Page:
<header display-name="Please upgrade to Designer 4.5 and perform a 'Migrate Linkages' on the package catalog. "/>
<header display-name="Once this completes do a compare to your deployed driver in order to verify"/>
<header display-name="if there will be a change in the policy order."/>
<header display-name=" "/>
<header display-name=" "/>
<header display-name="This version of AD Entitlement and Exchange Mailbox Package requires:"/>
<header display-name=" * Identity Manager 4.0.2 with Engine Patch 5 (or later) or Identity Manager 4.5"/>
<header display-name=" * Designer version 4.0.2 Auto Update 3 (or later) or Designer version 4.5"/>
<header display-name="* mandatory "/>
<definition display-name="test1" hide="true" name="test11" type="string">
<description>Dummy Text</description>
<value>Dummy</value>
</definition>
</definitions>
</configuration-values>


They use Header lines for the text. I have to pause at the audacity of that approach. How wonderfully silly a way to do it. Do note this is coming from a guy who uses disabled Trace tokens in policy for inline commenting. I believe I am living in that glass house and actively throwing stones.

But the key is you need IDM 4.0.2 with engine patch 5 or higher, since that is where they added the Startup and Shutdown policy linkage ideas. You get all sorts of interesting possible errors if you deploy this to the wrong version. My favorite I discussed in this article about an Index out of Bounds error:
https://www.netiq.com/communities/cool-solutions/idm-array-index-out-of-bounds-error/

I have also heard that the policy may get imported, but the linkage may get discarded so the policy floats about unlinked as well.

As long as I am discussing Package Prompts, which I normally do not in these walk throughs, I should discuss a particularly clever one. There is a Mapping table, PermissionNameToFile that is part of the Delimited text approach to reading sets of permissions in through a file. When you install the Package, you get a prompt object that when the Package is on the user, shows just the XML of the GCV prompt. So it has a Structured GCV (the <template> node with four fields:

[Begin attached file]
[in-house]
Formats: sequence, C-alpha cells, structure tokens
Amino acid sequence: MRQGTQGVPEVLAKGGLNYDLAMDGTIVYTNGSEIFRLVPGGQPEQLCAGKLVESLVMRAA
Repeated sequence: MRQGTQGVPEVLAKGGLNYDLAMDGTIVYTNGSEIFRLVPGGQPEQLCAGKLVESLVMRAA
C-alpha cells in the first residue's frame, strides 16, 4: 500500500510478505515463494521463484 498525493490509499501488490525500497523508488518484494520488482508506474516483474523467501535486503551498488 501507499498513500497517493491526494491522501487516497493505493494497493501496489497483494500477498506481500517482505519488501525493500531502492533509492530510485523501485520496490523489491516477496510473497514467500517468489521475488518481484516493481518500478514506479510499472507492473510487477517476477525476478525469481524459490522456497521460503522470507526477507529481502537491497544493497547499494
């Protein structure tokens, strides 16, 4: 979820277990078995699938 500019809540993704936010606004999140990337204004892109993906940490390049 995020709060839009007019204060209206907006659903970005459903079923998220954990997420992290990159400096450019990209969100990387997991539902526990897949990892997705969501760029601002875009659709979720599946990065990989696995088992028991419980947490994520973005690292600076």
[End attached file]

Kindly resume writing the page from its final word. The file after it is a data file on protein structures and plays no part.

• entitlementName

  • assignmentAttribute

  • csvFile

  • multivalued



When you enter some values during the package installation/upgrade, those values get written to the PermissionNameToFile mapping table object. How that happens is quite interesting. To see it, you need to go to the package catalog, expand the package we are working in (Active Directory Entitlements and Exchange Mailbox Support) which is under Directory, Active Directory, and then expand the 2.4.0.datestamp node, and finally the Resources node, then double click on the PermissionNameToFile-Prompt resource object.

There are four tabs:

  • General

  • Prompts

  • Prompts Transformation

  • Target Transformation



General:
This tab has the name, the type (set to Custom, instead of one of the well known values like Remote Loader, Initial Settings, etc), an order value, and finally a Target field, pointed at the Mapping table object. This means when the package prompt is processed, the mapping table file will receive the output if any.

Prompts:
This tab is the same as the content delivered in the Prompt object once the package is on a driver, but there is no Edit XML button at this point.

Prompts Transformation:
This is meant to read the current values on the Target object into a variable, that can be transformed after Admin user input into the content to be written back.

Put another way, this needs to parse the Mapping table XML, into GCV formatted text, display it on the UI as the Package is being added, if any changes are made, (generally removing, adding, or changing an instance of the structured value in this case) get all that info into the variable to be available for the next step.

You can see the guts of what is going on in this trimmed snippet.

<xsl:template match="definition[@name='NameToFileMapping']/value">
<xsl:copy>
<xsl:apply-templates select="@*|node()"/>
<xsl:for-each select="$curDoc//row">
<instance>
<definition display-name="Entitlement Name" name="entitlementName" type="string">
<description>Entitlement name</description>
<value>
<xsl:value-of select="./col[1]/text()"/>
</value>
</definition>
</instance>
</xsl:for-each>
</xsl:copy>
</xsl:template>


It matches the value node, under the definition node, whose XML attribute name is NameToFileMapping,
I.e: <xsl:template match="definition[@name='NameToFileMapping']/value">

Then it copies (<xsl:copy>) the data as it loops over the $currDoc//row which is $currDoc that has the Mapping table XML, and the <row> nodes exist for each row in the table. Then for each of the 4 values we discussed above, it rebuilds the GCV formatted XML, where the value is copied out mapping table data as:

<xsl:value-of select="./col[1]/text()"/>


That is, col[1] means the first column in the list, since in mapping tables order of the <col> nodes matters as the order defines which column the data is from.

They do the same thing for the other 3 components of the GCV.